French regulator timetables the end of network sharing but the policy 'could evolve'
- Network sharing to end in France
- Competition sufficient
- Provisional timetable for phase-out up to 2022
The French regulator, ARCEP, is provisionally charting a phasing-out of the network-sharing arrangements that played a huge part in injecting some much-needed competition into what was then France’s nicely stitched up mobile telecoms market.
The key beneficiary of the sharing move (apart from the French users, of course) was Iliad’s Free Mobile network which had a network sharing agreement with Orange (then France Telecom) contingent upon it meeting its own network build-out milestones (which it did).
If ARCEP wanted some price competition that’s exactly what it got. As the telecoms world knows, Free Mobile cut a swathe through the French mobile market. Instead of behaving itself like a good mobile operator citizen and pricing its services just below its rivals (as it was presumably expected to do), true to its name (almost), in 2012 it charged in with a €20 per month offer, causing mass defections from the competing networks and a political storm amongst the French elite who feared mass job cuts.
News of the death of the French mobile market was, needless to say, slightly exagerated, but Orange itself is thought to have lost about third of its mobile revenues and is still casting around for an alternative stratagy - it’s favourite being to engineer some consolidation in the French market to stabilise and then rebuild mobile pricing. It is currently in discussions with mobile operator Bouygues about a merger.
ARCEP has therefore made its announcement at an interesting time. It’s publishing a document and will take consultation up to March, at which point the contract changes will come into force. The outcome will be a rolling-up of existing network sharing deals. The infamous Free/Orange arrangements will expire - the 3G network sharing somewhere between 2018 and 2020 and the 2G sharing between 2020 and 2022, it projects. SFR's contract with Bouygues Telecom is planned to end between 2016 and 2018.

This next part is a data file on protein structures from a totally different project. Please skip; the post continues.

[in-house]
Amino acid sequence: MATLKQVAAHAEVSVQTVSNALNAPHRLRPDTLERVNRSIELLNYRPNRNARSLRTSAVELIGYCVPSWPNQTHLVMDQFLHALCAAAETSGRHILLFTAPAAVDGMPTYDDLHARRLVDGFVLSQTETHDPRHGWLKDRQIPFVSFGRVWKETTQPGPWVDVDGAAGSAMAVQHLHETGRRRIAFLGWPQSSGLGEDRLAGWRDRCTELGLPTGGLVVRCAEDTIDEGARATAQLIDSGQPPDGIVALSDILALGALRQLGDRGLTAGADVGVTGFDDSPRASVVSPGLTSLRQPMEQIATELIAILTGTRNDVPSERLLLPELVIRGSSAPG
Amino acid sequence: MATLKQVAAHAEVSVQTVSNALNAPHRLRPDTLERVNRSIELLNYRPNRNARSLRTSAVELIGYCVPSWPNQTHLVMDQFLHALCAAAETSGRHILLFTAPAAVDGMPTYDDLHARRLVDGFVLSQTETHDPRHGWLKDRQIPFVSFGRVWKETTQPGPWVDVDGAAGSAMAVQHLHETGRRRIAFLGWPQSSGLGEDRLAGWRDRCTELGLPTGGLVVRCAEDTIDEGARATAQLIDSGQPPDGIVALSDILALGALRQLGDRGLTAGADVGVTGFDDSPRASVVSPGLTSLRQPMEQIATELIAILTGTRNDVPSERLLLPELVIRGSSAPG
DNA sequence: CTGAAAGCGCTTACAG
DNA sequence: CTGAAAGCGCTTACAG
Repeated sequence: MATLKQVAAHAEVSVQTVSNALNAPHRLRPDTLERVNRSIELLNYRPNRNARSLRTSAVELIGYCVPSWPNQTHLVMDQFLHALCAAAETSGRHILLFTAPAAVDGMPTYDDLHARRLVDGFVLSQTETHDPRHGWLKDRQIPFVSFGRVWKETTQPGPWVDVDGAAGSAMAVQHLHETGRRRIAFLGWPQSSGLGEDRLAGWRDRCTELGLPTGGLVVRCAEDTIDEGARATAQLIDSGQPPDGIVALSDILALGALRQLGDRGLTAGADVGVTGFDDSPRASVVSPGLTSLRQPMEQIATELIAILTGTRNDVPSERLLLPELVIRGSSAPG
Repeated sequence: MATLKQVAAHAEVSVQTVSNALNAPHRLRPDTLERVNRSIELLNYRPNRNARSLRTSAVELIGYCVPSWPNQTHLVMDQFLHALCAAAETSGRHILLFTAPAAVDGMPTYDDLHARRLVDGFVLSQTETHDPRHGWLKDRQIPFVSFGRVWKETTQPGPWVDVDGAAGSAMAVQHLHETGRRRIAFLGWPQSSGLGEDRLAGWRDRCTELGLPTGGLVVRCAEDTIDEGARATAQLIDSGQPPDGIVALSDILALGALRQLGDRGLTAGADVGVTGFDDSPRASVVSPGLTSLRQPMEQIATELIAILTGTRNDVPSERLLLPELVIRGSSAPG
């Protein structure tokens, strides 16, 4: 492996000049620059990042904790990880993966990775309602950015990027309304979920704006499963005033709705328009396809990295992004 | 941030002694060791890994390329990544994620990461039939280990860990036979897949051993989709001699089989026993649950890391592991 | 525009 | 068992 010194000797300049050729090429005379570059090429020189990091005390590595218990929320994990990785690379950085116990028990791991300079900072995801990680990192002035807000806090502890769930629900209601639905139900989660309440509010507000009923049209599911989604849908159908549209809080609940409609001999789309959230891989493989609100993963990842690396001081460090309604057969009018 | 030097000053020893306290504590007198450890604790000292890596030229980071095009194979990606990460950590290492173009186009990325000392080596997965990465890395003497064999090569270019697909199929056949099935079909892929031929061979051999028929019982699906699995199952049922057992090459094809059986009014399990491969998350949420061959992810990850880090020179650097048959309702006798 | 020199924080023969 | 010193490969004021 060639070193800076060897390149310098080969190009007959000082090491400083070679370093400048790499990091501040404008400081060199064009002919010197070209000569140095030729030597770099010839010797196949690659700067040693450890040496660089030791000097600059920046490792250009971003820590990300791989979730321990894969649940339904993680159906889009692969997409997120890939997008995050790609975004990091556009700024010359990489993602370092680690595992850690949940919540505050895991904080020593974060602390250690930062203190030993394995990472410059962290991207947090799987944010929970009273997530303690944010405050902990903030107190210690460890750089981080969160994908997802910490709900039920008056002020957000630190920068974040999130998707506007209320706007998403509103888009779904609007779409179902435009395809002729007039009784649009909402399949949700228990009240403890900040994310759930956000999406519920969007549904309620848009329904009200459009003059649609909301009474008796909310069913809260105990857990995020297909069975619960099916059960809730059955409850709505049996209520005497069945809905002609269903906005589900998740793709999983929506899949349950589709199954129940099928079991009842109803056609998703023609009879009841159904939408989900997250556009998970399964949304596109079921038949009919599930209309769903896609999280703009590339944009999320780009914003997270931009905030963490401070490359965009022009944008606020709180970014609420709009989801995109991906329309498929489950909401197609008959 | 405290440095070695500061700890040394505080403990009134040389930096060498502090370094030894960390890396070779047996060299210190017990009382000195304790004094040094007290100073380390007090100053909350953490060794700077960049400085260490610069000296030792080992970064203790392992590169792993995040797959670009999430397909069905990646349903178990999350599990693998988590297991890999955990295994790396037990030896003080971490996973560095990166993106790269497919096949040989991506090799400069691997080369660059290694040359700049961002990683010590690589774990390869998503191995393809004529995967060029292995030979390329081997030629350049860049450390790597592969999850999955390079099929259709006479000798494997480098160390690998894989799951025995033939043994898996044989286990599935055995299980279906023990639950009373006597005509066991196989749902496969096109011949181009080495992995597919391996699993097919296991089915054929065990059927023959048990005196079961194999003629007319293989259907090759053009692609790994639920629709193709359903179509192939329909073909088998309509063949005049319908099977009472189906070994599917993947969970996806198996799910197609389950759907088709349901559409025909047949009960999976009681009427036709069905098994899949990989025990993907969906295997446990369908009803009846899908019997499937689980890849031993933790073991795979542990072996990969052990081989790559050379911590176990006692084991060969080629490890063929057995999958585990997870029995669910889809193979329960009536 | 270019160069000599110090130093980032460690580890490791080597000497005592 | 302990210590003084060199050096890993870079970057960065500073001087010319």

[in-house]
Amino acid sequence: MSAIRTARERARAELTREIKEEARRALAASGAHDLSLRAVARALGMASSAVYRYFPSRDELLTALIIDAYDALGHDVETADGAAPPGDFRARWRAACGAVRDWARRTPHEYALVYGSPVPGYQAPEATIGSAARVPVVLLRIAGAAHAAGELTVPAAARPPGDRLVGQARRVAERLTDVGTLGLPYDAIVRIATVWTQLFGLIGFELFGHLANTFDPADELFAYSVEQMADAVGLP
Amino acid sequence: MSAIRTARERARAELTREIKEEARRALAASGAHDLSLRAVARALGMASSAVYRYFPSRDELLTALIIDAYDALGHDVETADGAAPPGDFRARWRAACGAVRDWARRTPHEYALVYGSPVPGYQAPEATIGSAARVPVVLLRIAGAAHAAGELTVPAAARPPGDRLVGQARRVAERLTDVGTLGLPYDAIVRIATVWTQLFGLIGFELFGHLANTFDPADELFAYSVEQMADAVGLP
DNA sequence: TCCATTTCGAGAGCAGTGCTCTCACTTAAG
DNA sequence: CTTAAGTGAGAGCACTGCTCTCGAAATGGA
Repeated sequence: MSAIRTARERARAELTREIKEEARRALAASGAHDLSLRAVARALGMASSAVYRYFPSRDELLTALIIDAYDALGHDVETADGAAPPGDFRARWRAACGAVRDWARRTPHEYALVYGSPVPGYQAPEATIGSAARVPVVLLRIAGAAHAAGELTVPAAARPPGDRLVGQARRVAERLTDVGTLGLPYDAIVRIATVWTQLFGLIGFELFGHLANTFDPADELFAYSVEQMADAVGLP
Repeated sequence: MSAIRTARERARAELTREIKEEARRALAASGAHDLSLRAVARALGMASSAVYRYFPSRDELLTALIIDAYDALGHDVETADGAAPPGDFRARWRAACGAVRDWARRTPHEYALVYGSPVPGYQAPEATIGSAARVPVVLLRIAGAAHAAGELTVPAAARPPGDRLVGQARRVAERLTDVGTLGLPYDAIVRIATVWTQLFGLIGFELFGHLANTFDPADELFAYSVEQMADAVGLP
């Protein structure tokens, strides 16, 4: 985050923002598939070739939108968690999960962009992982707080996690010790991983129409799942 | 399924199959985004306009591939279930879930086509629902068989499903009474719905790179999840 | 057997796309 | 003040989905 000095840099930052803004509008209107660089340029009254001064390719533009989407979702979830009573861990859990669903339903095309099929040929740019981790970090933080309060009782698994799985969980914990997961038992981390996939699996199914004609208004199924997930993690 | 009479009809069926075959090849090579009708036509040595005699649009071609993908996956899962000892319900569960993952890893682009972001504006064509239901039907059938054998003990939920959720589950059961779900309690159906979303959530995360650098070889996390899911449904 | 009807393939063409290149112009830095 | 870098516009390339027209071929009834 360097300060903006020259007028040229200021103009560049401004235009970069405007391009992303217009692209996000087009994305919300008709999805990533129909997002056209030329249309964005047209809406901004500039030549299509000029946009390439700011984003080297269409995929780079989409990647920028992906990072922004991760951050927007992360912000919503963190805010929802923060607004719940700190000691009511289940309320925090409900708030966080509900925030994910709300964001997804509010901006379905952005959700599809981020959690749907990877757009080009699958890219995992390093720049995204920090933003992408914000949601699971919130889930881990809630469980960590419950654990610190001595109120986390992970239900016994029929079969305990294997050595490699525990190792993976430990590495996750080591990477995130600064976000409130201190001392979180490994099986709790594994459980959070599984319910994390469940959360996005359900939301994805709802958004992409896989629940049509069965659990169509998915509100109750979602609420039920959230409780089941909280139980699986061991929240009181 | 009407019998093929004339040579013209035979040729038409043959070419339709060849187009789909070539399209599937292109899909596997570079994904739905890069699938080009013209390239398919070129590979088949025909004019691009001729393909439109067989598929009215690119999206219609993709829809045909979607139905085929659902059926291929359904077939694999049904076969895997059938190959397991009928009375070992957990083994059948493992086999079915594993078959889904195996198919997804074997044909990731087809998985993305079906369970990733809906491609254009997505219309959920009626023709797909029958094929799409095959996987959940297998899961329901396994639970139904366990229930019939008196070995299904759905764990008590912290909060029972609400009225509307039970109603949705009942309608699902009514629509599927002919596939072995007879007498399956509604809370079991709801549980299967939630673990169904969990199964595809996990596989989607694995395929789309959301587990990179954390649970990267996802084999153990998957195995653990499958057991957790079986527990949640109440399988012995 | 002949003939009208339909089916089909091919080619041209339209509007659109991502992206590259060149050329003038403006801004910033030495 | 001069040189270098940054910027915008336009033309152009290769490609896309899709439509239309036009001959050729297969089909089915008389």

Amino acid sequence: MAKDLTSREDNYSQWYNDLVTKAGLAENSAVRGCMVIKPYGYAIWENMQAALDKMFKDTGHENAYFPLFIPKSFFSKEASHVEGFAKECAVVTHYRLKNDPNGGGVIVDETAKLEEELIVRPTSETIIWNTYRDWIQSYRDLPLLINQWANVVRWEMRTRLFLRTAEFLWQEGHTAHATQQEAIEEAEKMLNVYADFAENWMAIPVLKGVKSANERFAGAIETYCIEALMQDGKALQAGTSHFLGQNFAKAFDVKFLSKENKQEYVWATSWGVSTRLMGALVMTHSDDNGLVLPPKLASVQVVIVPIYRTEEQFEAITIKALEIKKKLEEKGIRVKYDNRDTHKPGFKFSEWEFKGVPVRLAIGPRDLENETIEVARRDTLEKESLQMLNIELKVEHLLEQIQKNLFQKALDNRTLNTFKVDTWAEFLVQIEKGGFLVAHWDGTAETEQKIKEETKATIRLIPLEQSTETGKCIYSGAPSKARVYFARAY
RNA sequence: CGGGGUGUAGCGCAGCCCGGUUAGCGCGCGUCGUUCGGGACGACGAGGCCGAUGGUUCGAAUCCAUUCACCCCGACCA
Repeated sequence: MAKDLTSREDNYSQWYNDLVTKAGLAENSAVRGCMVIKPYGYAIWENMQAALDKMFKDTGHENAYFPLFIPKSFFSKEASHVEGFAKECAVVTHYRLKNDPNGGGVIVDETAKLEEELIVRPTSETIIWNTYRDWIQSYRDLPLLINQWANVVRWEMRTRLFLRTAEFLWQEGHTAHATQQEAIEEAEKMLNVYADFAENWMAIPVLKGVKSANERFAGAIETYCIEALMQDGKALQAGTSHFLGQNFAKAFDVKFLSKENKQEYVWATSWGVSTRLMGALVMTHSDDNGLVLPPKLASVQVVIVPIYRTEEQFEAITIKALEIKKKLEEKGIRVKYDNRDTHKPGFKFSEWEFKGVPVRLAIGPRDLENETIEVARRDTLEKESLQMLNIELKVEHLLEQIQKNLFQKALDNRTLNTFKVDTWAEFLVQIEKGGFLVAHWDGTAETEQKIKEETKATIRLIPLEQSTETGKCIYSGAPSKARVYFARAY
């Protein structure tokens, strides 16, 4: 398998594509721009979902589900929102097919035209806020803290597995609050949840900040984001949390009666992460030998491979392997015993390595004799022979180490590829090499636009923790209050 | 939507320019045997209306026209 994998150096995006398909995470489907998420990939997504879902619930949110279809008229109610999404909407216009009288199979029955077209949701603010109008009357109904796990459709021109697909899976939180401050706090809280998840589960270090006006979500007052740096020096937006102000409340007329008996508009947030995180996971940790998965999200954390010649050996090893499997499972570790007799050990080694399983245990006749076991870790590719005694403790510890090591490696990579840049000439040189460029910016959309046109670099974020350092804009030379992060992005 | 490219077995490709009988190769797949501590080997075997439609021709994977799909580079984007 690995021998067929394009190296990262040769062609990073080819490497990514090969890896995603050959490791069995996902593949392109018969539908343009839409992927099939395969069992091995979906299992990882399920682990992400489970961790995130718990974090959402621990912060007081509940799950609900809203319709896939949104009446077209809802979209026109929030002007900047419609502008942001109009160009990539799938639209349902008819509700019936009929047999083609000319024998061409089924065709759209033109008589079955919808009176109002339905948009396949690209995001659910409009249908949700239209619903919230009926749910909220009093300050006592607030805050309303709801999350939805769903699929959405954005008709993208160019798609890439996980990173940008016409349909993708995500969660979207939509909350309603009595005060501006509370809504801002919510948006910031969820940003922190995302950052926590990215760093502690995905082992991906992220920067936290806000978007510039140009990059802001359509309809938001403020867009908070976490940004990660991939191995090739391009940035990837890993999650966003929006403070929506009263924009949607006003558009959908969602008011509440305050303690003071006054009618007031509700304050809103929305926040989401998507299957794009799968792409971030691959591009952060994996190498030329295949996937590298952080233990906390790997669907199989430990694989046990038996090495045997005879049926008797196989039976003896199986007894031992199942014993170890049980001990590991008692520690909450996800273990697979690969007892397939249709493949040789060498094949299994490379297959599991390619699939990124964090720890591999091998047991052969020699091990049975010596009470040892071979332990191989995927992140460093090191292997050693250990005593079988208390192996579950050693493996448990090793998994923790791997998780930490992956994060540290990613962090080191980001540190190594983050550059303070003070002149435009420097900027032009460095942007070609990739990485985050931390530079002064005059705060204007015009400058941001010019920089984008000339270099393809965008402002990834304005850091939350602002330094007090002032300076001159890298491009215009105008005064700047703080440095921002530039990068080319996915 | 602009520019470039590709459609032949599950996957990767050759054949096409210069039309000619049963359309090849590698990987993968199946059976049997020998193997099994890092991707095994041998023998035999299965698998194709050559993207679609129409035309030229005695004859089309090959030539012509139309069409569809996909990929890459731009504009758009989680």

These network sharing arrangements were specifically invoked to assist new players into the market for competitive reasons and were always envisaged as a phase, not an open-ended dispensation, so a timetable for their ending is no surprise since ARCEP now judges that the market, as it stands, is competitive.
The interesting bit is that ARCEP also says that if a merger between Orange and Bouygues should come about (still an ‘if’ partly because Bouygue is asking a high price - hence Orange boss Stéphane Richard’s pre-negotiation sound-bite avowing that Orange didn’t ‘need’ a merger), the regulator may be reserving the option of putting network sharing back on the table or changing the phase-out
According to Reuters the regulator said, "ARCEP stresses that the document being published today for consultation was drafted by taking into account the market's current structure of four mobile network operators… the initial analysis could be amended should the market structure evolve."
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